View clinical trials related to Non-Alcoholic Fatty Liver Disease.Filter by:
In a retrospective study, 200 patients with non-alcoholic fatty liver disease, fatty liver hepatitis, and fatty liver fibrosis have been identified for pathological diagnosis of liver histology and exclusion of other liver diseases. Before the liver biopsy were performed, these patients should detect liver function, coagulation function, renal function, blood glucose, blood lipids, liver elasticity measurement and imaging indicators and results, and demographic data. To evaluate the diagnostic ability of the current non-invasive diagnostic model of NAFLD fibrosis and the adaptability of model indicators to the diagnosis of enrolled patients, and to correct the indicators, including discarding unsuitable indicators and incorporating new indicators, and adjusting the diagnostic score. Establish a non-invasive diagnostic model for liver fibrosis in Beijing based on NAFLD. In a prospective observational study, 100 patients without other liver diseases and ultrasound-tested fatty liver were enrolled, and histopathological diagnosis of liver were included in the study, and liver function, coagulation function, renal function, blood glucose, and non-invasive model analysis were detected. Blood lipids, liver elasticity measurements, and imaging indicators were examined and demographic data were collected. The non-invasive diagnostic model established by retrospective study was used to diagnose fibrosis and its staging, compared with histopathological diagnosis, and adjusted the index of non-invasive diagnostic model to further revise and improve the diagnostic efficacy of the diagnostic model. Long-term follow-up observations were performed in the prospective observation cohort. The liver function, coagulation function, renal function, blood glucose, blood lipids, liver elasticity and imaging examination were performed during the observation period, and the treatment events and the progress of the patients were recorded. To explore the correlation and predictive ability of noninvasive diagnostic models for long-term outcomes of disease. Finally, a model for predicting the outcome of progression of liver fibrosis in NAFLD was established.
This study will look at physical activity and nutrition in patients with non-alcoholic fatty liver disease (NAFLD) or non-alcoholic steatohepatitis (NASH). The researchers will see if providing patients with NAFLD/NASH with specific physical activity and nutrition feedback as an addition to their usual clinical care helps them to lose weight and improve liver-related parameters.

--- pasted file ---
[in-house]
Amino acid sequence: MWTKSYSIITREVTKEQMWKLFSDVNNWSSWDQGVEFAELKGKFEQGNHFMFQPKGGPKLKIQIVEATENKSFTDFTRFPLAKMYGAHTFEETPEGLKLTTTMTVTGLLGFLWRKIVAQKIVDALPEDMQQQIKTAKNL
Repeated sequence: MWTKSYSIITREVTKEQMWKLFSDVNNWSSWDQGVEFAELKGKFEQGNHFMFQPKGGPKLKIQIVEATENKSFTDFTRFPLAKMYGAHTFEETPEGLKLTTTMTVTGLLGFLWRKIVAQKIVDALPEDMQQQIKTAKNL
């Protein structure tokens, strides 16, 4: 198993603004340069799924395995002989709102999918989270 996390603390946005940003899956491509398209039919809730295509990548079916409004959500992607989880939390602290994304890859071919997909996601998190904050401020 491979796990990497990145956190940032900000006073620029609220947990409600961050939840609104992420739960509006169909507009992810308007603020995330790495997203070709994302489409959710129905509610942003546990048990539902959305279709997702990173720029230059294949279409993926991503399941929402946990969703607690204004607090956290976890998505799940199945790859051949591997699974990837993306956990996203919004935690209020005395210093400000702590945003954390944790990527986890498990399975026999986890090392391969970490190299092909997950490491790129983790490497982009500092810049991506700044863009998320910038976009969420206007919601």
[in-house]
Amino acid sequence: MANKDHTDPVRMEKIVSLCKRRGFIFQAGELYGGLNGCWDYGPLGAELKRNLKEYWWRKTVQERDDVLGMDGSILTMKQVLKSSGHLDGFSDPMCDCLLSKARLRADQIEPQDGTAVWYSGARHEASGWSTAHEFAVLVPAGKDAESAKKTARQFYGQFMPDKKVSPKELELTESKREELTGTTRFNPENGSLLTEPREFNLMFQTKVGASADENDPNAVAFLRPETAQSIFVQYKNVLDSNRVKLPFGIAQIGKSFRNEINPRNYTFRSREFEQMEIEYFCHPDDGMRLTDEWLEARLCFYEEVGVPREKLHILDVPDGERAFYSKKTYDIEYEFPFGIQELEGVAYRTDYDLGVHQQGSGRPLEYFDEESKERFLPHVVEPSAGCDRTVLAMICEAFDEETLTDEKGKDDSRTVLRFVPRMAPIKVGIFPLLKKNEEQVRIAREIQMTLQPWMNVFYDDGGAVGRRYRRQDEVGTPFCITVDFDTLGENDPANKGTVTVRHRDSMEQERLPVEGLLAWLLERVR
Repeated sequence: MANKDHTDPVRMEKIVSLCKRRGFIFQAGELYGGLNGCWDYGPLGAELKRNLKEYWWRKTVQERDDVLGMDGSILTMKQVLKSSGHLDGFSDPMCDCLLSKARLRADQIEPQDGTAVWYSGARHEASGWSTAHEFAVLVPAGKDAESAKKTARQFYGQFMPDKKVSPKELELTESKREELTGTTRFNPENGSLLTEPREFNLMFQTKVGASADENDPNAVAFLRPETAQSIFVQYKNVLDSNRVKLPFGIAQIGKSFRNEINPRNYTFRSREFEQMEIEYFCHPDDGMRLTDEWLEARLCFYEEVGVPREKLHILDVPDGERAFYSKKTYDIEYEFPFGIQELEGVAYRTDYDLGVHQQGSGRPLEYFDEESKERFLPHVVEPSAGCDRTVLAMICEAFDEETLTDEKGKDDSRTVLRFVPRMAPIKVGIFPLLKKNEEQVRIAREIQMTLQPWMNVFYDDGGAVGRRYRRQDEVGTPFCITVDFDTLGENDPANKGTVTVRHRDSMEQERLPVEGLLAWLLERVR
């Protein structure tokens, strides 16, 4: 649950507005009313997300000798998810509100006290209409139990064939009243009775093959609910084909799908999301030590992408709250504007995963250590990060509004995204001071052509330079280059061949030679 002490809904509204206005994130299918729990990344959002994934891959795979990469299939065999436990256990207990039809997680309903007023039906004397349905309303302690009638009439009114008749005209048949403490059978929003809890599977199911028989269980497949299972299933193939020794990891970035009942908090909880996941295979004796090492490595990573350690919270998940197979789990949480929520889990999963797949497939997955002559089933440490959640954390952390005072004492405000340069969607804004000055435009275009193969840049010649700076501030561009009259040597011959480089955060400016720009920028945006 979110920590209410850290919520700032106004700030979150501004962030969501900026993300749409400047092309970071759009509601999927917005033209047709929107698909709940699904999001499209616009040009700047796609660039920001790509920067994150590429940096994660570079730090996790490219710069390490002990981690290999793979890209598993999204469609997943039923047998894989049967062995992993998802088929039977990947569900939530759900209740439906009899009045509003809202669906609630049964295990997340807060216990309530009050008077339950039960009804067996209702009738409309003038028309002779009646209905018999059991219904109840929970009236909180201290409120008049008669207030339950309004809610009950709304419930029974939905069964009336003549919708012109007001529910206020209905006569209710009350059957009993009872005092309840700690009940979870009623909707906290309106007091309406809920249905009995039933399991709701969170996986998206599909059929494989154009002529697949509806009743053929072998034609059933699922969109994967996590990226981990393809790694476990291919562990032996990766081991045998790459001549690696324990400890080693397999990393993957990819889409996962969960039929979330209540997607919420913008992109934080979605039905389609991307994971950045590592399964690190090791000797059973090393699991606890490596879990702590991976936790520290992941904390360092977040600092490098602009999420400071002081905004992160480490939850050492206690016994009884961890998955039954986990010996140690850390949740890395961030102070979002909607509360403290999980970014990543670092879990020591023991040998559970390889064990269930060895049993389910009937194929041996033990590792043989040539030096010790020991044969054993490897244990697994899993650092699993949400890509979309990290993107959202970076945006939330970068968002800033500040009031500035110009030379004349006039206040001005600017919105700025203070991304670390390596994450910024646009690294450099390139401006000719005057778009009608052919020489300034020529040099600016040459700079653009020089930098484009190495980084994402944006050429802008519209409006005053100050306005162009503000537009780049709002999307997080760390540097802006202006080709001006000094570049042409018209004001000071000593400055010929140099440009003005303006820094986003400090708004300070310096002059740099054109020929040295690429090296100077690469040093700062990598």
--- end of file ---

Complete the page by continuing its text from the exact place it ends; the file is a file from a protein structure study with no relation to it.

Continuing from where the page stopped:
This study will be conducted upon the patients with fatty liver disease. Patients who will be diagnosed as a case of fatty liver disease by ultrasound with raised liver enzyme (ALT) will be primarily selected for the study. A total number of 150 patients will be randomly selected for the study that will also be divided into two groups for the study purpose. The patients will be informed about the details of the study. After getting the detail information those who will give informed written consent will be finally included in the study. One group of patients will be treated by both life style modification and Obeticholic acid. Another group of patients by only life style modification. After 3 months of treatment the two groups will be compared of improvement of fatty liver disease and liver enzyme by improvement of fibroscan with CAP value as well as improvement of ALT value.
Nonalcoholic fatty liver disease (NAFLD) is mainly considered a nutrition-related disease and life-style/diet interventions showed some promising results. But in spite of this, there are no available markers to efficiently guide interventions. the hypothesize put farth by the investigators is that NAFLD patients develop postprandial abnormalities of plasma lipids upon "western diet" challenge, more severe in steatohepatitis (NASH) than in pure steatosis (NAFL), promoting liver injury. Our study aims to evaluate the presence of toxic lipids (such as free-fatty acids, ceramides, diacylglycerols, sphingolipids) in postprandial state after ingestion of a "western diet" in NAFLD patients. Consecutive patients (group 1: NAFL patients; group 2: NASH patients) with biopsy-proven NAFLD (liver biopsy < 6 months) will be recruited during a period of 12 month. Blood samples will be drawn at fasting, 2hours, 4hours, 6hours and 8hours after ingestion of a "western diet" meal. Plasma lipid profiles using lipidomics, circulating markers of liver injury and inflammation will be analyzed. the investigators will also assess the hepatotoxicity of plasma from NAFL or NASH patients in-vitro.